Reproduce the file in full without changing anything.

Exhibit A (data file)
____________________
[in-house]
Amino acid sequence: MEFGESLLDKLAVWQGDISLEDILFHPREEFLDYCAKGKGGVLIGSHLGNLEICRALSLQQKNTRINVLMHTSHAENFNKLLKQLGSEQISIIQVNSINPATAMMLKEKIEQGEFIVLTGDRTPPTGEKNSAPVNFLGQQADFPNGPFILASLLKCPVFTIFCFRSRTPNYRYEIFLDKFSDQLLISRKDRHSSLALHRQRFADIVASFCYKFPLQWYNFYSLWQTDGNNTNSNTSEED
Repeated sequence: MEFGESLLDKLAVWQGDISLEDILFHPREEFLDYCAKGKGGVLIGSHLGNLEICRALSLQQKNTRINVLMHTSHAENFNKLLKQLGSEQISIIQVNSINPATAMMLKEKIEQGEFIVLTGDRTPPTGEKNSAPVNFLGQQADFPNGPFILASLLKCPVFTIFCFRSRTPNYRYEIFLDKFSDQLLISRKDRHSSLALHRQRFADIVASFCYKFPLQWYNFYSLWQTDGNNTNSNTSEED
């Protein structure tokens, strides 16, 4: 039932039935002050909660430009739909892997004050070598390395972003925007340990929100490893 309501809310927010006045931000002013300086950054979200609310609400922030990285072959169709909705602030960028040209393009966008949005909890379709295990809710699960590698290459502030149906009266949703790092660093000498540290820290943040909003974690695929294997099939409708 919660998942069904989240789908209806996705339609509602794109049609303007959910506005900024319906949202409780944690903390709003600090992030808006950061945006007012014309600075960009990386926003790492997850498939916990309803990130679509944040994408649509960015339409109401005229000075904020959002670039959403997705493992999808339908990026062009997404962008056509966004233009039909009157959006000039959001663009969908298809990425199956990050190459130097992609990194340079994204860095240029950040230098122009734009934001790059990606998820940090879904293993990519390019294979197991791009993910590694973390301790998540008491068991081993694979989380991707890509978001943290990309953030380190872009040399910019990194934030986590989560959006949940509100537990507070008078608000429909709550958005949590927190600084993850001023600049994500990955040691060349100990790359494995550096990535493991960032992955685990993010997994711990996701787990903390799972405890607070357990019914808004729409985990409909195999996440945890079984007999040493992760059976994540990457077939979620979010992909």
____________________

[in-house]
Amino acid sequence: MEFGESLLDKLAVWQGDISLEDILFHPREEFLDYCAKGKGGVLIGSHLGNLEICRALSLQQKNTRINVLMHTSHAENFNKLLKQLGSEQISIIQVNSINPATAMMLKEKIEQGEFIVLTGDRTPPTGEKNSAPVNFLGQQADFPNGPFILASLLKCPVFTIFCFRSRTPNYRYEIFLDKFSDQLLISRKDRHSSLALHRQRFADIVASFCYKFPLQWYNFYSLWQTDGNNTNSNTSEED
Repeated sequence: MEFGESLLDKLAVWQGDISLEDILFHPREEFLDYCAKGKGGVLIGSHLGNLEICRALSLQQKNTRINVLMHTSHAENFNKLLKQLGSEQISIIQVNSINPATAMMLKEKIEQGEFIVLTGDRTPPTGEKNSAPVNFLGQQADFPNGPFILASLLKCPVFTIFCFRSRTPNYRYEIFLDKFSDQLLISRKDRHSSLALHRQRFADIVASFCYKFPLQWYNFYSLWQTDGNNTNSNTSEED
């Protein structure tokens, strides 16, 4: 039932039935002050909660430009739909892997004050070598390395972003925007340990929100490893 309501809310927010006045931000002013300086950054979200609310609400922030990285072959169709909705602030960028040209393009966008949005909890379709295990809710699960590698290459502030149906009266949703790092660093000498540290820290943040909003974690695929294997099939409708 919660998942069904989240789908209806996705339609509602794109049609303007959910506005900024319906949202409780944690903390709003600090992030808006950061945006007012014309600075960009990386926003790492997850498939916990309803990130679509944040994408649509960015339409109401005229000075904020959002670039959403997705493992999808339908990026062009997404962008056509966004233009039909009157959006000039959001663009969908298809990425199956990050190459130097992609990194340079994204860095240029950040230098122009734009934001790059990606998820940090879904293993990519390019294979197991791009993910590694973390301790998540008491068991081993694979989380991707890509978001943290990309953030380190872009040399910019990194934030986590989560959006949940509100537990507070008078608000429909709550958005949590927190600084993850001023600049994500990955040691060349100990790359494995550096990535493991960032992955685990993010997994711990996701787990903390799972405890607070357990019914808004729409985990409909195999996440945890079984007999040493992760059976994540990457077939979620979010992909």